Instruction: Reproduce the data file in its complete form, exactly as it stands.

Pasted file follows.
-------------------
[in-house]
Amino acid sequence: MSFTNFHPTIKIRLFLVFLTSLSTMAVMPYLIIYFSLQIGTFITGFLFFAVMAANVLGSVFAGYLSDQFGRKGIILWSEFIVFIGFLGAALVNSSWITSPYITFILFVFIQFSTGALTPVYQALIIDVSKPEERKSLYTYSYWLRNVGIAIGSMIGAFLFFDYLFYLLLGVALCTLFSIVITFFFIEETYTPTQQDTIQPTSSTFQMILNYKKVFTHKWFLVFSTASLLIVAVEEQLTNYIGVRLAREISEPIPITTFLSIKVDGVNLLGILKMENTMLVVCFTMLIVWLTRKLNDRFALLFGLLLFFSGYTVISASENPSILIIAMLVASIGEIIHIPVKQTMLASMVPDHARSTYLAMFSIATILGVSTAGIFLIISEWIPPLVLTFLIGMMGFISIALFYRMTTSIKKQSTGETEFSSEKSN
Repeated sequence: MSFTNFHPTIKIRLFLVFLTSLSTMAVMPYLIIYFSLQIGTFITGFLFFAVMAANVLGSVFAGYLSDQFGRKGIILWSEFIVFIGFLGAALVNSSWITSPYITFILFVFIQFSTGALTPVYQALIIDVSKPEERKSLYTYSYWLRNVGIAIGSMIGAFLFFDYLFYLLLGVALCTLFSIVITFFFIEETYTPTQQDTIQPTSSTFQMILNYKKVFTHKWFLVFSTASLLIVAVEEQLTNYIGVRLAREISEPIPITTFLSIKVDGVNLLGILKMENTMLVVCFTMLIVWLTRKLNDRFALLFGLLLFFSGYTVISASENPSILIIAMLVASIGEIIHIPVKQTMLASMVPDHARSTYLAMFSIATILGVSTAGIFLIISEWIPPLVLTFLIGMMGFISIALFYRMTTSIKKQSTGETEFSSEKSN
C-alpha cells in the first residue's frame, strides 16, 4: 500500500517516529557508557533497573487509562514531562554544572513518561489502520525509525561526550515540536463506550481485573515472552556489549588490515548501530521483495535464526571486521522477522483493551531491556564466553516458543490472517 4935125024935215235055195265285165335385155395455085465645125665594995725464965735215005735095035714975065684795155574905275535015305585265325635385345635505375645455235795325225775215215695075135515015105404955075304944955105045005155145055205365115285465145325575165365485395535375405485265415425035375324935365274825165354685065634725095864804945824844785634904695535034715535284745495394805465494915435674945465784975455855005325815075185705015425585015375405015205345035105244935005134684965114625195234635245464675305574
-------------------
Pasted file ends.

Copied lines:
[in-house]
Amino acid sequence: MSFTNFHPTIKIRLFLVFLTSLSTMAVMPYLIIYFSLQIGTFITGFLFFAVMAANVLGSVFAGYLSDQFGRKGIILWSEFIVFIGFLGAALVNSSWITSPYITFILFVFIQFSTGALTPVYQALIIDVSKPEERKSLYTYSYWLRNVGIAIGSMIGAFLFFDYLFYLLLGVALCTLFSIVITFFFIEETYTPTQQDTIQPTSSTFQMILNYKKVFTHKWFLVFSTASLLIVAVEEQLTNYIGVRLAREISEPIPITTFLSIKVDGVNLLGILKMENTMLVVCFTMLIVWLTRKLNDRFALLFGLLLFFSGYTVISASENPSILIIAMLVASIGEIIHIPVKQTMLASMVPDHARSTYLAMFSIATILGVSTAGIFLIISEWIPPLVLTFLIGMMGFISIALFYRMTTSIKKQSTGETEFSSEKSN
Repeated sequence: MSFTNFHPTIKIRLFLVFLTSLSTMAVMPYLIIYFSLQIGTFITGFLFFAVMAANVLGSVFAGYLSDQFGRKGIILWSEFIVFIGFLGAALVNSSWITSPYITFILFVFIQFSTGALTPVYQALIIDVSKPEERKSLYTYSYWLRNVGIAIGSMIGAFLFFDYLFYLLLGVALCTLFSIVITFFFIEETYTPTQQDTIQPTSSTFQMILNYKKVFTHKWFLVFSTASLLIVAVEEQLTNYIGVRLAREISEPIPITTFLSIKVDGVNLLGILKMENTMLVVCFTMLIVWLTRKLNDRFALLFGLLLFFSGYTVISASENPSILIIAMLVASIGEIIHIPVKQTMLASMVPDHARSTYLAMFSIATILGVSTAGIFLIISEWIPPLVLTFLIGMMGFISIALFYRMTTSIKKQSTGETEFSSEKSN
C-alpha cells in the first residue's frame, strides 16, 4: 500500500517516529557508557533497573487509562514531562554544572513518561489502520525509525561526550515540536463506550481485573515472552556489549588490515548501530521483495535464526571486521522477522483493551531491556564466553516458543490472517 4935125024935215235055195265285165335385155395455085465645125665594995725464965735215005735095035714975065684795155574905275535015305585265325635385345635505375645455235795325225775215215695075135515015105404955075304944955105045005155145055205365115285465145325575165365485395535375405485265415425035375324935365274825165354685065634725095864804945824844785634904695535034715535284745495394805465494915435674945465784975455855005325815075185705015425585015375405015205345035105244935005134684965114625195234635245464675305574